A series of short posts about specific elements of teaching practice that I think are effective and make life interesting. Some are based on my own lessons and others are borrowed from lessons I’ve observed.
The idea of teaching to the test is often referred to as a being a limiting, narrowing aspect of teaching. Even though secondary teachers and Y6 teachers are routinely pre-occupied by the need to prepare students as well as possible for the exams they will sit, the exams themselves obviously can’t and don’t define our subjects or our students’ achievements entirely. When the exams are high stakes and a whole course is determined by an exam specification, it’s natural enough for the formal assessment processes to have a high profile. At the same time, we all want students to engage with our subjects because of their intrinsic value, ideally taking exams in their stride whilst exploring much further.
There is a balance to strike between teaching students the technical requirements of formal assessments that really matter for them and teaching them so that they enjoy and learn the subject for its own sake. It can be soul-destroying for all concerned if the message is ‘we’re only learning this because it’s on the exam’. The trick is to blend these aspects together so that they are mutually reinforcing rather than competing priorities.
Where I see this work really well at my school, teachers manage this balance skilfully. In fact, when I first arrived at KEGS, it was one of the things that struck me immediately: there is no messing about with the exams requirements – the expectations are crystal clear and given due weight. BUT the main thrust is all about the subject content.
The key to making this work, as far as I can see, is to do the following:
- adopt the big picture approach without reference to assessment at all in the exposition phase. Students need to learn about subjects in context in all their complexity in order to develop the deepest level of thinking and this is where the engagement is secured: the whole poem, the whole story of the war, a full exploration of the scientific phenomenon; the piece of music as a work of art (as opposed to the subject of a test.)
- devote time to exploring the assessment criteria explicitly in detail but with a focus on the most disaggregated form; the scores that are the most ‘raw’ (see below)
- use exemplar material extensively to illustrate how any abstract concepts in the assessment criteria manifest themselves in real pieces of work.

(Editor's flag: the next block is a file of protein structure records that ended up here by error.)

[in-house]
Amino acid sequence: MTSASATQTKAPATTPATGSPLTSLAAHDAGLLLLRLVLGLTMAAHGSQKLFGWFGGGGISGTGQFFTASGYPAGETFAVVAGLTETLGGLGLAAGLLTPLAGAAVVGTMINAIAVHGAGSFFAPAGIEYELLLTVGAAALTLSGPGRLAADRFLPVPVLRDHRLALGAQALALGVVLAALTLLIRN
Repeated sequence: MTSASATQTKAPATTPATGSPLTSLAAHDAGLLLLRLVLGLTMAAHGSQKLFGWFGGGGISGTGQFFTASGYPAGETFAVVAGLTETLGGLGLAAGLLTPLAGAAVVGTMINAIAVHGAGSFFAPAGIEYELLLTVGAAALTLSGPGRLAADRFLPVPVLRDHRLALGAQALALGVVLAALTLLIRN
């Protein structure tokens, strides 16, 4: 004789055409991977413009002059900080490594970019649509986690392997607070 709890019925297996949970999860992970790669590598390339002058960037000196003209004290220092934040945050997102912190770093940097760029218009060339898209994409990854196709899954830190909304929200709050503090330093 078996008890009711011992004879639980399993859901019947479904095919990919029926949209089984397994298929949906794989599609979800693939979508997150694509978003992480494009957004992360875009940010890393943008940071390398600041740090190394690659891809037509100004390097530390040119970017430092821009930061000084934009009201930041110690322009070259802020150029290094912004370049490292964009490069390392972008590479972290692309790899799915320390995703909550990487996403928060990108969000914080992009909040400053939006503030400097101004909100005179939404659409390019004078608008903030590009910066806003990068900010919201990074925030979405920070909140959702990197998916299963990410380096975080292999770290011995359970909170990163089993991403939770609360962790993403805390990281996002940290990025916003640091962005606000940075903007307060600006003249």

- communicate the incremental degrees of improvement through the specificity of the work in hand rather than using the formalised code of assessment (eg.. by describing what a better sentence might sound like rather than using level descriptor codes)
- ensure that the words used to describe the assessment are explained in the context of the content, not just the assessment. (eg knowing the meaning of ‘structure’ and ‘language’ as applied to a passage from a literary text; these should not be terms you only meet in relation to awarding NC levels. )
The ‘most raw’ approach means using the dominant structures of the assessment to convey standards, rather than aggregated grades or levels. In GCSE and A level exams, there’s a great range of these. Recently, I’ve encountered excellent blending in RE, Science, German AS, History and Economics. Unsurprisingly, each subject is different and students need to know them all. My Year 10 RE students are getting quite experienced in writing to the structure of a 6-mark answer.
Here are some other examples:
History GCSE: 10 mark source analysis question:
To score ‘Level 4′ and gain 9/10 marks, they need to blend analysis of the information conveyed by the source; the provenance of the source and their own knowledge of the subject not reflected directly in the source. The Level 2 and 3 responses don’t have the balance of content + provenance + own knowledge but the structure allows students to see how to secure improvement. Handled well, this assessment structure can be blended with any content. Look at source A; what does it tell us? do we trust it? what other information is relevant to the issue? If this line of questioning is routine, the assessment and content are mutually reinforcing. The 10 mark answers are just the way we do things.
Economics AS: The 18 mark essay question.
Students need to answer a question so that they show their understanding of the key points of analysis (AO3) and their ability to evaluate each of these against competing perspectives (AO4). A good 18 mark essay will need a good blend and rule-of-thumb structure would be this: Intro: three core analysis points with graphs where relevant ; an evaluation of each point (ie AO3 x3; AO4 x 3); a conclusion weighing things up. This structure can help to get to grips with the subject because in economics, there are so many variables, students can be overwhelmed. By using the AO3-AO4 pairing, they can learn to appreciate that there is almost always a ‘but on the other hand’ argument; it’s not a case of listing as many factors as you can think of; you need to evaluate a few factors in depth and that’s ok. The hard bit is establishing the key factors.